Despite the rain, a crowd of more than 100 people gathered Friday on MU's South Quadrangle to rededicate it in memory of Mel Carnahan, the "education governor" who died in a plane crash in October 2000.
The crowd, which included several members of the Carnahan family and Gov. Bob Holden, watched the unveiling of a small monument honoring Mel Carnahan placed near the center of the quadrangle.
Tom Carnahan, the former governor's son, was among those who addressed the gathering. "There's something about dedication ceremonies that lift our hearts and brighten our outlook on life," he said. "It puts us in touch with the past and also links us to the future."
Mel Carnahan was serving his second term as Missouri governor in 2000 when he died along with his son, Randy, and a long-time aide, Chris Sifford, in a plane crash south of St. Louis. Mel Carnahan was campaigning for a Senate seat at the time, and won the election only days after his death. Jean Carnahan was appointed to serve in her husband's place for a term that ended in 2002. She lost a bid for re-election.
Jean Carnahan is writing a book reflecting upon her experiences of the past three years. It will be published in the spring by the University of Missouri Press. She received a standing ovation before speaking to the crowd Friday.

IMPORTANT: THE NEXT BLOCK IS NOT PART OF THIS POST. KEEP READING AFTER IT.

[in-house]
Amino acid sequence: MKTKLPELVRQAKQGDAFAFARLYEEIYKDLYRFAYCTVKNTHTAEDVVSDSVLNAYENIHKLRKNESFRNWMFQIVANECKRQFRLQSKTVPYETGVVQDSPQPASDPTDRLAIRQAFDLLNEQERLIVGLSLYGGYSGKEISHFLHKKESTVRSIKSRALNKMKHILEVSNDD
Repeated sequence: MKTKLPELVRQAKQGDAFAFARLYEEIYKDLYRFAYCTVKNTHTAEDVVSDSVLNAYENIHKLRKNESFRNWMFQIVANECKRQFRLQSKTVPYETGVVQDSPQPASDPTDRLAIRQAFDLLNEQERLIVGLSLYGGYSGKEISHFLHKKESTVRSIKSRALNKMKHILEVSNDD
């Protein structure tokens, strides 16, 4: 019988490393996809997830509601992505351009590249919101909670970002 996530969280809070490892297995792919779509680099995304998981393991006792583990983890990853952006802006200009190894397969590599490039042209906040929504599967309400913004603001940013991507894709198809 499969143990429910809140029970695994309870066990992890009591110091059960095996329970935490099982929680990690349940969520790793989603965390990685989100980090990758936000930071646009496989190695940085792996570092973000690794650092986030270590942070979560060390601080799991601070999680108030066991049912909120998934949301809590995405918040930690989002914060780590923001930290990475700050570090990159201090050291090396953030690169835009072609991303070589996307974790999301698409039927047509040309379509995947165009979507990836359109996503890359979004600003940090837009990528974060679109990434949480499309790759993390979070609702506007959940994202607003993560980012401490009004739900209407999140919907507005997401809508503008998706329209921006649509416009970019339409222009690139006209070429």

"You all honor our family by your presence," Jean Carnahan said, adding later that "all of you who worked with Mel know there was one thing that defined his public life, and that was the intensity of his commitment to public education."
Several university officials spoke of their admiration for Mel Carnahan and his efforts to improve education in Missouri.
"He worked hard to realize his vision for Missouri, " said University of Missouri President Elson Floyd. "He fought hard to secure adequate funding for education. He made this university his university."
Tiffany Ellis, Senate speaker for the Missouri Students Association, told how Mel Carnahan's contributions still help students today. The MSA lobbied strongly for the rededication of the quadrangle.
"Thanks to his efforts, students across the state are better prepared," Ellis said. "Preparing students for an unparalleled age of technology and diversity was something to which Gov. Carnahan was dedicated. ... He set a new standard for the future."
MU Chancellor Richard Wallace and university Curator Sean McGinnis also spoke at the ceremony.
Jean Carnahan and other family members unveiled the monument, which features an etching of Mel Carnahan's face. The monument was made possible by a contribution from the James B. Nutter family of Kansas City. The quadrangle is now officially known as "Mel Carnahan Quadrangle: Honoring Leadership Through Public Service."
Many people remained after the ceremony to remember the former governor and his achievements. Jean Carnahan spoke of her experiences while her husband was in law school at MU.
"He visited here many, many times and often commented on what a beautiful place it is," she said of the quadrangle, located between Hulston Hall and the Reynolds Alumni and Visitor Center. "He would be excited to see this many people here, people who after three years will still come out and honor his memory."